North Korea says missile test was “solemn warning” to South
TOKYO (AP) — A day after two North Korean missile launches rattled Asia, the nation said Friday it had tested a “new-type tactical guided weapon” that was meant as a “solemn warning” about South Korean weapons development and its plan to hold military exercises.
The message, which was carried on state media and released in the name of North Korean leader Kim Jong Un, was directed at “South Korean military warmongers” and came as U.S. and North Korean officials struggle to set up talks after a recent meeting on the Korean border between Kim and U.S. President Donald Trump seemed to provide a breakthrough in stalled nuclear negotiations.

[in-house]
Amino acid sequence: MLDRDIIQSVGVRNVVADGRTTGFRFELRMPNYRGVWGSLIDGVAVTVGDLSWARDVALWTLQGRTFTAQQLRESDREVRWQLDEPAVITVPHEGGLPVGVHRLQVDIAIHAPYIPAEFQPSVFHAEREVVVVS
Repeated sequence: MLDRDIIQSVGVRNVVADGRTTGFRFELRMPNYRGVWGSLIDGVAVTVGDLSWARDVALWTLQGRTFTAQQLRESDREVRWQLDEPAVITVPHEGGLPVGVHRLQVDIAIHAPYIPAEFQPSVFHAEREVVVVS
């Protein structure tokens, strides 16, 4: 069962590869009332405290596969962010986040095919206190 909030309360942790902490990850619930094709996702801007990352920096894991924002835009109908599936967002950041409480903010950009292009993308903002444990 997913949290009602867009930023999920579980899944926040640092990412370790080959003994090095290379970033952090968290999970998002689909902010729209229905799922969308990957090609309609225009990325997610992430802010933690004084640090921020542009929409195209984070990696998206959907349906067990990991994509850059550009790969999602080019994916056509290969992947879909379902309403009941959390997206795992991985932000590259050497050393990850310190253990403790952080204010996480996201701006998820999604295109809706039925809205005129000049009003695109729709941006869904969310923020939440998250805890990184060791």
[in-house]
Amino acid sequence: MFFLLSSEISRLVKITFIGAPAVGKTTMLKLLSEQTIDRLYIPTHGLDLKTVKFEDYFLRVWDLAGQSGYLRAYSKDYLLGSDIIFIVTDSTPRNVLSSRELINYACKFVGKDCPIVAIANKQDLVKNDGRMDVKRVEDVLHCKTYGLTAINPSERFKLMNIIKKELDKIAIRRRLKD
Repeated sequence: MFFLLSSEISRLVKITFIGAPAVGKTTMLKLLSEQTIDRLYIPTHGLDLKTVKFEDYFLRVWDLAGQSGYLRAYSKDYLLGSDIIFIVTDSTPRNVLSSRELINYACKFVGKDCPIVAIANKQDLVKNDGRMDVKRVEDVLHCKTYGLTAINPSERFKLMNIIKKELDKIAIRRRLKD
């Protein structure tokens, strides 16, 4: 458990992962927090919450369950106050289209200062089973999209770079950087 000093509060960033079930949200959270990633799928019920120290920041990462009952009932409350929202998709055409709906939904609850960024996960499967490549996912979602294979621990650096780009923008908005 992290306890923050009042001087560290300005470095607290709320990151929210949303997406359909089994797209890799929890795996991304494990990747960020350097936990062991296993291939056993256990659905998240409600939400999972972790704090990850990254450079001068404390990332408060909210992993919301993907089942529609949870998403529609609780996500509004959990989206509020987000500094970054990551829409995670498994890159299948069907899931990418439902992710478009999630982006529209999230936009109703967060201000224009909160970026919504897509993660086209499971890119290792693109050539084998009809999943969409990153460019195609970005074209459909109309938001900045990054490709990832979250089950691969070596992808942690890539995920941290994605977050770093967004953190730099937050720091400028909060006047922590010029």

Although the North had harsh words for South Korea, the statement stayed away from the kind of belligerent attacks on the United States that have marked past announcements, a possible signal that the North is interested in keeping diplomacy alive.
It made clear, however, that North Korea is infuriated over U.S.-South Korean plans to hold military drills that the North says are invasion rehearsals and proof of the allies’ hostility to Pyongyang.
It was also gloating at times, saying that the test “must have given uneasiness and agony to some targeted forces enough as it intended.”
The North’s firing of a new type of short-range ballistic missile in two launches into the sea Thursday was its first weapons launches in more than two months.
The South’s Joint Chiefs of Staff said the missiles were fired from near the eastern coastal town of Wonsan and flew about 430 kilometers (270 miles) and 690 kilometers (430 miles) respectively before landing off the country’s east coast.